Wednesday, September 21, 2016

Jim Cramer on Clawbacks

This morning Jim Cramer said: "why don't they just clawback the money.  These are rich people.  They should just clawback $ 100 million.  They can afford it."

Cramer was referring to the swirling media attention to Wells Fargo's woes.  The argument is that senior executives should give back some of their compensation, since things have gone awry.

Perhaps Cramer should apply the "clawback" theory to himself.  He's certainly rich.  How have his predictions and recommendations worked out?  It is well documented that Cramer's predictions and recommendations are essentially worthless.  Cramer famously argued that long term investors should sell everything in late 2008.  That advice would have cost investors billions of dollars.  Why doesn't Cramer return his own compensation as a soothsayer on CNBC?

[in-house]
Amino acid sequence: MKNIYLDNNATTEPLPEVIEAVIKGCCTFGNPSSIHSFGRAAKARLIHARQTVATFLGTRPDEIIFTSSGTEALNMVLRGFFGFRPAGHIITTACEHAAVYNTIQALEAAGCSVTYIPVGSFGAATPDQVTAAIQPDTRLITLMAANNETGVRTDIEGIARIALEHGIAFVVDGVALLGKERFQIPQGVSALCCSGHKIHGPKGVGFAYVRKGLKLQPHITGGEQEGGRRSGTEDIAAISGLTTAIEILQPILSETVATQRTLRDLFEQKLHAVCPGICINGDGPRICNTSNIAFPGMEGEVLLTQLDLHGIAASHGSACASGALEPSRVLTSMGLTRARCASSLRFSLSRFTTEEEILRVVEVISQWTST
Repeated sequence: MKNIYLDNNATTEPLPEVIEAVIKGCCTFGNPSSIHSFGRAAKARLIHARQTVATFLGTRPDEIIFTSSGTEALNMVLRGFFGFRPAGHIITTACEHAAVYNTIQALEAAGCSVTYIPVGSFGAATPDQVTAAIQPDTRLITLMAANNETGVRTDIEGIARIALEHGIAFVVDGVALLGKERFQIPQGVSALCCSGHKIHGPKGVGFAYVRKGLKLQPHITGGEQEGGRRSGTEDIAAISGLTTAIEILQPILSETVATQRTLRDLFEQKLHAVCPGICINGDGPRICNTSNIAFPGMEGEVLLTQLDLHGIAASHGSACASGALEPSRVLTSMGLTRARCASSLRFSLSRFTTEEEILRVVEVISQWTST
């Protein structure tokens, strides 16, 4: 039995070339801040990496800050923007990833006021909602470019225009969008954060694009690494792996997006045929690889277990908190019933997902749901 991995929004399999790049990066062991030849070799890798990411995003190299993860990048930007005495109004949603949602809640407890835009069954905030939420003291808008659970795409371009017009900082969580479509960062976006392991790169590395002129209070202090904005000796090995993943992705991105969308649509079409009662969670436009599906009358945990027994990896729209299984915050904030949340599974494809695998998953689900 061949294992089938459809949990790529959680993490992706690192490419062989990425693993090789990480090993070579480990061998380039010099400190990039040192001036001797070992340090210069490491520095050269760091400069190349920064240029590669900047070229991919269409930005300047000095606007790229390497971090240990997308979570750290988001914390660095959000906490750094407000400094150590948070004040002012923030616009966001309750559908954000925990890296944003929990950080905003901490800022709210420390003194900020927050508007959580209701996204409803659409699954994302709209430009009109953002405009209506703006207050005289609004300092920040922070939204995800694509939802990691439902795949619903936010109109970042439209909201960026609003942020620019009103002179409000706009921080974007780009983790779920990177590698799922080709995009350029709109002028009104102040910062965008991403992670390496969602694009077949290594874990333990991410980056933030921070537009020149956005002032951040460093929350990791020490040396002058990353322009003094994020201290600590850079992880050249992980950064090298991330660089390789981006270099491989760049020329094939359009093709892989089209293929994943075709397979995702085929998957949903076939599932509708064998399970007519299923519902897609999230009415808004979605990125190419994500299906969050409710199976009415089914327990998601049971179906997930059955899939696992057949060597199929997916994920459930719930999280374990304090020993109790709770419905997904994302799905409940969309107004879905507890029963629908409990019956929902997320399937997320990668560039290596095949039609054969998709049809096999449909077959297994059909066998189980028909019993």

This entire media frenzy is an example of meddling in matters that don't concern you.  To the extent shareholders of Wells Fargo have been injured, the shareholders and the board should take whatever action they deem appropriate.  Cramer should butt out.

What goes on at Wells Fargo, unless criminality is involved, is nobody's business but Wells Fargo shareholders.  It is none of Cramer's business.  At the very least, Cramer should use the stick that he wields on himself first, Wells Fargo later.

This kind of media nonsense makes businesses look inward, hire fewer people, take fewer risks.  Economies stagnate when companies spend all their time contemplating their navel, which is what Cramer is advocating.

We need companies to take more risk, not less risk.  Hopefully, bad things will be fairly rare, but they will happen and do not need Congress or the media to fan the flames.  Wells Fargo and its shareholders should be free to pursue their economic interests as they see them.  If shareholders want to remove Stumpf...fine.  But, they don't need Congress's or Cramer's advice.  Congress and Cramer have a far worse track record than Wells Fargo.

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